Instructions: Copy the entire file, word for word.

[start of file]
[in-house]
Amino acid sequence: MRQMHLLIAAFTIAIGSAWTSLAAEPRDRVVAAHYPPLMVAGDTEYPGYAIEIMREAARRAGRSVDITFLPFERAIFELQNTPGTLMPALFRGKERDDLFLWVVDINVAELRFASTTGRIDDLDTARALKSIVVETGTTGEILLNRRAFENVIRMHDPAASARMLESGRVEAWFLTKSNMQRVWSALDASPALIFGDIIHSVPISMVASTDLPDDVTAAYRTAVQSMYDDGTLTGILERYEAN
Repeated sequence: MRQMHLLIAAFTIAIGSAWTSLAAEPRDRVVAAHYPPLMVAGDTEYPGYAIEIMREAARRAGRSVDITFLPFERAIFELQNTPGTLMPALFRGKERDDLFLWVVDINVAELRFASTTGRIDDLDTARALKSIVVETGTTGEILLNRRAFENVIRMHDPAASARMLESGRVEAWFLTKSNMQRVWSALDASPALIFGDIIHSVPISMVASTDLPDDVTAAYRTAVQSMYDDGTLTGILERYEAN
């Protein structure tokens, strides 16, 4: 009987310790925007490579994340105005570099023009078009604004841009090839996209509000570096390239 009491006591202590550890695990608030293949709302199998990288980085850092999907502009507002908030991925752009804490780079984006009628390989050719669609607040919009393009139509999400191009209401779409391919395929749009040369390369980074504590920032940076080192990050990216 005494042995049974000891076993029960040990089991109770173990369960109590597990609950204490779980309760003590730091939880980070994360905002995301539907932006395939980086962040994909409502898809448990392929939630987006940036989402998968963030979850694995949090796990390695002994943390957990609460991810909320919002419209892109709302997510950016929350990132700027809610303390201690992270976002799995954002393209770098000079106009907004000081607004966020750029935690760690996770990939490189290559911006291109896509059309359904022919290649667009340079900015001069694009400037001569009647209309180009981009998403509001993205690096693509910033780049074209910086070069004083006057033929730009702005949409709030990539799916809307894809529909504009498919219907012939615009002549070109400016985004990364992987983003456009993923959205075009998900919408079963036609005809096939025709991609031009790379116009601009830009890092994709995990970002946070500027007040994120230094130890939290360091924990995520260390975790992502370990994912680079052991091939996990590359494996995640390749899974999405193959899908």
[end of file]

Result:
[in-house]
Amino acid sequence: MRQMHLLIAAFTIAIGSAWTSLAAEPRDRVVAAHYPPLMVAGDTEYPGYAIEIMREAARRAGRSVDITFLPFERAIFELQNTPGTLMPALFRGKERDDLFLWVVDINVAELRFASTTGRIDDLDTARALKSIVVETGTTGEILLNRRAFENVIRMHDPAASARMLESGRVEAWFLTKSNMQRVWSALDASPALIFGDIIHSVPISMVASTDLPDDVTAAYRTAVQSMYDDGTLTGILERYEAN
Repeated sequence: MRQMHLLIAAFTIAIGSAWTSLAAEPRDRVVAAHYPPLMVAGDTEYPGYAIEIMREAARRAGRSVDITFLPFERAIFELQNTPGTLMPALFRGKERDDLFLWVVDINVAELRFASTTGRIDDLDTARALKSIVVETGTTGEILLNRRAFENVIRMHDPAASARMLESGRVEAWFLTKSNMQRVWSALDASPALIFGDIIHSVPISMVASTDLPDDVTAAYRTAVQSMYDDGTLTGILERYEAN
């Protein structure tokens, strides 16, 4: 009987310790925007490579994340105005570099023009078009604004841009090839996209509000570096390239 009491006591202590550890695990608030293949709302199998990288980085850092999907502009507002908030991925752009804490780079984006009628390989050719669609607040919009393009139509999400191009209401779409391919395929749009040369390369980074504590920032940076080192990050990216 005494042995049974000891076993029960040990089991109770173990369960109590597990609950204490779980309760003590730091939880980070994360905002995301539907932006395939980086962040994909409502898809448990392929939630987006940036989402998968963030979850694995949090796990390695002994943390957990609460991810909320919002419209892109709302997510950016929350990132700027809610303390201690992270976002799995954002393209770098000079106009907004000081607004966020750029935690760690996770990939490189290559911006291109896509059309359904022919290649667009340079900015001069694009400037001569009647209309180009981009998403509001993205690096693509910033780049074209910086070069004083006057033929730009702005949409709030990539799916809307894809529909504009498919219907012939615009002549070109400016985004990364992987983003456009993923959205075009998900919408079963036609005809096939025709991609031009790379116009601009830009890092994709995990970002946070500027007040994120230094130890939290360091924990995520260390975790992502370990994912680079052991091939996990590359494996995640390749899974999405193959899908």